Princess Tutu is often referred to as "Utena 101" by fans of the series. While it lacks some of the complexities that Utena has, it still has a similar feeling. Fairy tales/ballets permeate the story, the concepts of what it means to be a "prince" and ideas of protecting others for love, and they both have their fair share of bittersweet moments with characters who are neither black nor white, but rather varying shades of gray.
Both Utena and Tutu contain a strong fairy tale motif and themes of accepting or defying one's fairy tale role. In a way, Utena feels like a more sophisticated/jaded exploration of the same themes touched upon in Tutu. They also both have a little bit of that surreal/reality-bending element, though Tutu never gets quite as surreal or symbolic as Utena. Basically, they're both really great series that you should watch, period.
Princess Tutu and Revolutionary Girl Utena have quite a bit in common. Both have the feel of a "modern fairy tale" and start off feeling like your typical, light-hearted shojo or magical girl series. However, both eventually obtain a darker atmosphere, become something new, and make themselves stand out in certain ways. Tutu is more family friendly and has more of a "magical girl" feel to it, while Utena is more intense and has more of a "girl warrior" feel to it. The heroines of both stories mature quite a bit throughout the story and learn concepts such as love, romance, friendship, self-sacrifice, and selflessness. Both series also have a lot of plot twists to the point that you aren't exactly sure which characters are the "good guys" and which are the "bad guys" until you're practically at the end. Love them or hate them, these series certainly aren't forgettable.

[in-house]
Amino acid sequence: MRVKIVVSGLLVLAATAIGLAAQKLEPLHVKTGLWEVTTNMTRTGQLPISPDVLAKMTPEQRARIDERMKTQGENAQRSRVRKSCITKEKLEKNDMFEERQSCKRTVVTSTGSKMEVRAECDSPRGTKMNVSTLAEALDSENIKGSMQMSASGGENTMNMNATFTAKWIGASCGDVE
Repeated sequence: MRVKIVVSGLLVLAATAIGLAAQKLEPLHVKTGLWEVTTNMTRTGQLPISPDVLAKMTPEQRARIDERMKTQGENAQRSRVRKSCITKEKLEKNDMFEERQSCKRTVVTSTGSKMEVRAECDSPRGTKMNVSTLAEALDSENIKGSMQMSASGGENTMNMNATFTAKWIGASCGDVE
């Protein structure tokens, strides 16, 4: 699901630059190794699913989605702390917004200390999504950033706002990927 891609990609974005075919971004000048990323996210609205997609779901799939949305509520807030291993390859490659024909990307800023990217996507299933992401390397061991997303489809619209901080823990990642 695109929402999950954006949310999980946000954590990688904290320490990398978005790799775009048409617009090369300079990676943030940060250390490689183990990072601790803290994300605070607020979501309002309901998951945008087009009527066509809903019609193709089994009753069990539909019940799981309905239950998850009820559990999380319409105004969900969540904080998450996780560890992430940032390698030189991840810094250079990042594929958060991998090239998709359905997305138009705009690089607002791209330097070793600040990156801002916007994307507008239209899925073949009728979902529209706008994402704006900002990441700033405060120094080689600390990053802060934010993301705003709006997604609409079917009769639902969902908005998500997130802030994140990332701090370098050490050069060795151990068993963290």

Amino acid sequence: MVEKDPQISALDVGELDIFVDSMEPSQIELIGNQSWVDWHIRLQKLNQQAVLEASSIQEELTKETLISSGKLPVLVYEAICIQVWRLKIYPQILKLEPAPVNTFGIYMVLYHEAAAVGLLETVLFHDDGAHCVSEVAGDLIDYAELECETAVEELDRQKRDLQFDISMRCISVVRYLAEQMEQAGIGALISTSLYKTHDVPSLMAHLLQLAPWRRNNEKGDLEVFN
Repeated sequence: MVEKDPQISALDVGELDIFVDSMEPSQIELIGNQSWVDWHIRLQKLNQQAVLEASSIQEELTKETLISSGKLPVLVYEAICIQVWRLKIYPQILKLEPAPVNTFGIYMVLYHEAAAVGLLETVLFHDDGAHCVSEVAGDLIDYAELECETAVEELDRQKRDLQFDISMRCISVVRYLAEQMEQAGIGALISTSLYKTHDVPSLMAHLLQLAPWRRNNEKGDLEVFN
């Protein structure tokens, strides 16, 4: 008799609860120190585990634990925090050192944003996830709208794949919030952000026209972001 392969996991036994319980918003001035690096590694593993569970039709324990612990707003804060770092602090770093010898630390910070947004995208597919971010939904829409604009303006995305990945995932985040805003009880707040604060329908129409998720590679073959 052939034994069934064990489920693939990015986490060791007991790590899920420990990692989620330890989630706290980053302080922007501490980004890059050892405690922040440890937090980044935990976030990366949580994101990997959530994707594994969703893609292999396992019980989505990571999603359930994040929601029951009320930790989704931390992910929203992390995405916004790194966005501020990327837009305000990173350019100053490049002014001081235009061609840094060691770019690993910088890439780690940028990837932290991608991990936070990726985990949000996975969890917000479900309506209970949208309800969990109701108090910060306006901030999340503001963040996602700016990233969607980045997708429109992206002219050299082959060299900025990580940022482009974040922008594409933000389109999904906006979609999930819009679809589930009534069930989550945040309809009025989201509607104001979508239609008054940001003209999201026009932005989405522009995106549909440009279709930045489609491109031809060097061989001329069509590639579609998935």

Both series have the feel of a modern fairytale. Despite being a more family friendly anime, Princess Tutu is not afraid to have stories as rich in symbolism as Utena.
Postmodernist fairy tales, basically.
The first recomender pretty much got it spot-on. Both are dark magical girl shows that, rather than focusing on the magical girl theme, focus more on the fairy-tale prince-princess theme. Utena is quite a bit more adult, however, and is a direct deconstruction of the Prince- Princess fairy tale genre, whereas Princess TuTu is just more of a darker 'Grimm' version of a fairy tale.
Utena is more psychological and explores more themes and has a more drastic use of metaphors.
Both series deal with the archetypes present in most fairy tales. While Princess Tutu explores the way the pure archetypes would interact in the real world, Utena looks at how these same archetypes would be either muddled or destroyed by the many shades of grey that exist around us, as compared to the black and white heroes and villains of a storybook.
Shoujo Kakumei Utena (Revolutionary Girl Utena) managed to twist the classic magical girl anime expectations before Madoka Magica did, like Princess Tutu also did.
Both animes provide very interesting perspectives on the roles, struggles and responsibilities of having great power, but whilst Princess Tutu used ballet and fairytale themes to tell the tragedy, Utena explores the main character's exploration of growing up and challenges of herself and others using sword duels
for the hand of the Rose Bride.
Utena and Princess Tutu both explore the darker side of magical girl stories, Utena is more focused on mature and personal concepts such as breaking traditional gender roles, sexuality, classic shoujo anime tropes, fairytale tropes and even psychology and philosophy used in a strange mixture of ongoing themes of the series.
Opening Theme"Rinbu Revolution" by Masami Okui
Ending Theme#1: "Truth" by Luca Yumi (eps 1-24)
#2: "バーチャルスター発生学 (Virtual Star Hasseigaku)" by Maki Kamiya (eps 25-38)
#3: "Rose & release" by Masami Okui (ep 39)